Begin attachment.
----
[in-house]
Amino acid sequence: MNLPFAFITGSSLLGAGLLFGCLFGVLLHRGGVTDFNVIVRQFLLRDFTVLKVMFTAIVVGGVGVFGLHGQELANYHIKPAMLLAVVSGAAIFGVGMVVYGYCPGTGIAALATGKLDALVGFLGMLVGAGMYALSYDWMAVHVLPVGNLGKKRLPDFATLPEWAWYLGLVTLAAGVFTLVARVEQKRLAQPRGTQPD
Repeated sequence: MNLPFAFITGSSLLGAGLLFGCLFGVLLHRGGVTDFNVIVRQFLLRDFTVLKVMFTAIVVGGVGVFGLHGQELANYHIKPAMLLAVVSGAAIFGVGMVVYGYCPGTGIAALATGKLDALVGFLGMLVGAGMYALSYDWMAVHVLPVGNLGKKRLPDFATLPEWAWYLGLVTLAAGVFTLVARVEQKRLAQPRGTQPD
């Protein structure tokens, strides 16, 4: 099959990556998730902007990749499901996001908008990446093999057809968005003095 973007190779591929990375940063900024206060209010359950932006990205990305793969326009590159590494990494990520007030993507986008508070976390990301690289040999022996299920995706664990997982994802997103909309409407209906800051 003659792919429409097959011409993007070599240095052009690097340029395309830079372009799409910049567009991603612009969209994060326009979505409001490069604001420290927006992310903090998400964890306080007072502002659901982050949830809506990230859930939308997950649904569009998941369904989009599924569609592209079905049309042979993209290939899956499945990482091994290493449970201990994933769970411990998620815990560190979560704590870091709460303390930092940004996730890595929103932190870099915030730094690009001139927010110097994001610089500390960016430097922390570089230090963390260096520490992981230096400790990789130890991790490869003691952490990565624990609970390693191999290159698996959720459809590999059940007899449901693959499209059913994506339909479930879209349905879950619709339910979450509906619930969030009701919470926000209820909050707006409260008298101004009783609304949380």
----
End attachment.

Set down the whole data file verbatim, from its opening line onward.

[in-house]
Amino acid sequence: MNLPFAFITGSSLLGAGLLFGCLFGVLLHRGGVTDFNVIVRQFLLRDFTVLKVMFTAIVVGGVGVFGLHGQELANYHIKPAMLLAVVSGAAIFGVGMVVYGYCPGTGIAALATGKLDALVGFLGMLVGAGMYALSYDWMAVHVLPVGNLGKKRLPDFATLPEWAWYLGLVTLAAGVFTLVARVEQKRLAQPRGTQPD
Repeated sequence: MNLPFAFITGSSLLGAGLLFGCLFGVLLHRGGVTDFNVIVRQFLLRDFTVLKVMFTAIVVGGVGVFGLHGQELANYHIKPAMLLAVVSGAAIFGVGMVVYGYCPGTGIAALATGKLDALVGFLGMLVGAGMYALSYDWMAVHVLPVGNLGKKRLPDFATLPEWAWYLGLVTLAAGVFTLVARVEQKRLAQPRGTQPD
């Protein structure tokens, strides 16, 4: 099959990556998730902007990749499901996001908008990446093999057809968005003095 973007190779591929990375940063900024206060209010359950932006990205990305793969326009590159590494990494990520007030993507986008508070976390990301690289040999022996299920995706664990997982994802997103909309409407209906800051 003659792919429409097959011409993007070599240095052009690097340029395309830079372009799409910049567009991603612009969209994060326009979505409001490069604001420290927006992310903090998400964890306080007072502002659901982050949830809506990230859930939308997950649904569009998941369904989009599924569609592209079905049309042979993209290939899956499945990482091994290493449970201990994933769970411990998620815990560190979560704590870091709460303390930092940004996730890595929103932190870099915030730094690009001139927010110097994001610089500390960016430097922390570089230090963390260096520490992981230096400790990789130890991790490869003691952490990565624990609970390693191999290159698996959720459809590999059940007899449901693959499209059913994506339909479930879209349905879950619709339910979450509906619930969030009701919470926000209820909050707006409260008298101004009783609304949380």